Israeli forces kill 3 suspects in West Bank raids; 3 Palestinians die in Gaza strike

By Mohammed Daraghmeh, AP
Saturday, December 26, 2009

Israel kills 3 in West Bank raids

NABLUS, West Bank — Israeli soldiers stormed homes in the West Bank on Saturday, killing three Palestinians suspected in the fatal shooting of an Israeli and testing an uneasy security arrangement with Palestinian authorities.

The predawn operations in Nablus targeted activists of Palestinian President Mahmoud Abbas’ Fatah movement. Abbas aides accused Israel of undermining U.S.-backed peace efforts.

Also, an Israeli air strike killed three Palestinians in Gaza, near Israel’s border barrier, making Saturday one of the deadliest days in the Israeli-Palestinian conflict since Israel’s war on Gaza’s Islamic militant Hamas rulers a year ago.

Relatives who witnessed the Nablus shootings said soldiers fired at two of the men without warning. An Israeli army spokesman, Maj. Peter Lerner, said troops fired after the three men failed to respond to calls to surrender. One of the men used his wife as a human shield, Lerner added.

The West Bank has been relatively calm in the past two years, as Abbas’ security forces began exerting control over former militant strongholds such as Nablus, and renewed some coordination with Israeli troops.

Abbas and Israel have a shared foe, Hamas, which wrested the Gaza Strip from Abbas in a 2007 takeover. However, Abbas has complained that continued Israeli army raids in Palestinian-controlled areas of the West Bank undermine his authority.

Lerner said the raids had not been coordinated with Abbas’ security forces.

Abbas’ prime minister, Salam Fayyad, later made a condolence visit to Nablus. “This attack was a clear assassination, and I believe it is targeting our security and stability,” the pragmatic, Western-backed Fayyad told The Associated Press. Fayyad has been credited with restoring law and order in large areas of the West Bank.

On Thursday, Palestinian gunmen killed an Israeli settler in the West Bank. The Israeli military identified suspects in the shooting as 36-year-old Anan Subeh, 40-year-old Ghassan Abu Sharah and 40-year-old Raed Suragji, all members of Fatah’s militant offshoot, the Al Aqsa Martyrs’ Brigades.

Before dawn Saturday, dozens of Israeli troops entered Nablus’ old city.

Soldiers used explosives to blow open the door of the Abu Sharah family’s three-story apartment building, said Ghassan Abu Sharah’s brother, Jihad. The brother said that when Ghassan came downstairs, one of the soldiers opened fire and killed him.

Troops also used explosives at the home of Raed Suragji, said his wife, Tehani.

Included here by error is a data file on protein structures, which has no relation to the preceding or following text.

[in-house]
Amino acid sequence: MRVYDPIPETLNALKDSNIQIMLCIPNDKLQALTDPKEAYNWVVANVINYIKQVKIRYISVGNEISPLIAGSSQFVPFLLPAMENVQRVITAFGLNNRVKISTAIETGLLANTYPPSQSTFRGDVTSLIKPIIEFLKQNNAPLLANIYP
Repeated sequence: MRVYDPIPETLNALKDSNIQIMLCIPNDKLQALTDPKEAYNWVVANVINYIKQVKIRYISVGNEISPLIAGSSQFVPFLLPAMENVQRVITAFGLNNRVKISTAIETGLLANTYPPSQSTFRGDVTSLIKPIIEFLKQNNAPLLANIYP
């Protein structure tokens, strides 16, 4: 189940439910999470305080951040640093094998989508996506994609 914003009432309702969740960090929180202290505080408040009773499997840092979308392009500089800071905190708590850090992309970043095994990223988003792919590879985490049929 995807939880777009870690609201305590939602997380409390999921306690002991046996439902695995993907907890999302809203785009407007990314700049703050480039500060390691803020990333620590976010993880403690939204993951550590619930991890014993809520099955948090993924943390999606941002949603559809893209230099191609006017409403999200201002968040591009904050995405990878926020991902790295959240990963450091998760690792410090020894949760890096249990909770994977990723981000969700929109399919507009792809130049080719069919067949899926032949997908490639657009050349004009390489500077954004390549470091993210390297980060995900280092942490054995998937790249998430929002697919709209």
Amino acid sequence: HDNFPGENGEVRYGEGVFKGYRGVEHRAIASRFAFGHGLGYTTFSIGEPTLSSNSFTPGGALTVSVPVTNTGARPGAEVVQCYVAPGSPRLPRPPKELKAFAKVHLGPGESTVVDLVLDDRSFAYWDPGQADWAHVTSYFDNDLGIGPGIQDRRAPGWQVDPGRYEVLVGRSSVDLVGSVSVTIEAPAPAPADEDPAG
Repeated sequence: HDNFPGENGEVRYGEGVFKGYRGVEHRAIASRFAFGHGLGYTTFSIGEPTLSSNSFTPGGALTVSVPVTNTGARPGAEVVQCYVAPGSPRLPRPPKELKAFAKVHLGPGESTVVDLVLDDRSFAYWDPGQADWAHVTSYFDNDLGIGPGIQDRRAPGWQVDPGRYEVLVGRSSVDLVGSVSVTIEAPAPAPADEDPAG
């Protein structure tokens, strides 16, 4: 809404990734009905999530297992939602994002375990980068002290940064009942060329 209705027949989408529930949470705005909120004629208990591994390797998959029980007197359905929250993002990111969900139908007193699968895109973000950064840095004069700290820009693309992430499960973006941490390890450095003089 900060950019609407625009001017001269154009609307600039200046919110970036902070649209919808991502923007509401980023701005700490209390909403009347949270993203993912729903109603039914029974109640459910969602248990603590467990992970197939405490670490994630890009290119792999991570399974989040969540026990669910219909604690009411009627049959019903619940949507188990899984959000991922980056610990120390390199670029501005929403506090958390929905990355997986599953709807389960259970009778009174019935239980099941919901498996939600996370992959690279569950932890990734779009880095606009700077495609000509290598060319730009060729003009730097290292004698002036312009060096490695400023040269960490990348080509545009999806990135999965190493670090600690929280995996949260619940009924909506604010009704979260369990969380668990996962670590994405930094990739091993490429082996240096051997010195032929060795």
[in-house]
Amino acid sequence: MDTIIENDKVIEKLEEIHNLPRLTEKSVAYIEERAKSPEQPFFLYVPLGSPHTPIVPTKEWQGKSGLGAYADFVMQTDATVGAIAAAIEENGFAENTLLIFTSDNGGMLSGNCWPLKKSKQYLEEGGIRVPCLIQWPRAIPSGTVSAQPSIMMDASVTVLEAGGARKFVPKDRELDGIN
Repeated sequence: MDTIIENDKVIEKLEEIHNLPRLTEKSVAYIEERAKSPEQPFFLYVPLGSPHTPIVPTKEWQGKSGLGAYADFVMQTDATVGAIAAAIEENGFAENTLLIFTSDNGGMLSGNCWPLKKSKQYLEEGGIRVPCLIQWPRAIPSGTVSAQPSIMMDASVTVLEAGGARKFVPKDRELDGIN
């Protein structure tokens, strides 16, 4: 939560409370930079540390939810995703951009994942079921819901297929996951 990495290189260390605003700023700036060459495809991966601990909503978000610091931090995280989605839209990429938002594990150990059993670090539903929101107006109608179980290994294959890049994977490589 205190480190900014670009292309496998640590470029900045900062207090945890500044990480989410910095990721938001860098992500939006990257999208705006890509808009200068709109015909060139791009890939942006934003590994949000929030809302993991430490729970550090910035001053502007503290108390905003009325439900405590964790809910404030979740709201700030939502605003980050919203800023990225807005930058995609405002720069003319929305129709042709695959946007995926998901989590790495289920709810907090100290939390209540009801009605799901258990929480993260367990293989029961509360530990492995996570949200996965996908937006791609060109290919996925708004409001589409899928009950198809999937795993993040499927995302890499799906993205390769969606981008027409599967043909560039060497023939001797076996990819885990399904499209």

She said her husband opened the bedroom door.

“Suddenly, shots were fired at us,” she said. “He fell down. I started shouting. I held his head in my lap and sat on the ground.”

In the third raid, troops surrounded the home of Anan Subeh and ordered everyone to come out, said Subeh’s brother, Jamal. The family evacuated, but Anan Subeh stayed with a pistol and a rifle, according to his brother.

The army initially said soldiers exchanged fire with the wanted man, but Lerner said Subeh did not use his weapons. Troops found two pistols and two assault rifles in his possession.

Subeh had been accepted in Israel’s amnesty program for Fatah gunmen, according to Nablus’ deputy governor, Anan Attireh. Most Fatah gunmen are dead, in prison or retired, but those who remain active threatened revenge. “We will not stand idly by while our fighters are slaughtered,” said a group spokesman who identified himself as Abu Mahmoud.

In Nablus, thousands joined the funeral procession for the three men later Saturday.

“Why the coordination while we are under the bullets of the army?” chanted the angry crowd, referring to ties between Abbas’ security forces and the Israeli military.

Meanwhile, an air strike killed three Palestinians close to Israel’s northern border with Gaza.

The army said the three were hit after they ignored warning shots while approaching an Israeli passenger crossing.

Relatives of the three men, ages 19 and 20, said they had tried to sneak into Israel for work and were not affiliated with political groups.

Israel does not allow Palestinians to approach its border area with Gaza, fearing militants will stage attacks there. However, farmers and Palestinians searching for scrap metal also frequent the area.

Sunday marks the anniversary of the launch of Israel’s three-week military offensive in Gaza, meant to subdue Hamas and halt rocket fire on Israeli border towns. About 1,400 Gazans were killed, according to Israeli and Palestinian human rights groups, along with 13 Israelis.


Additional reporting by Diaa Hadid in Gaza City.

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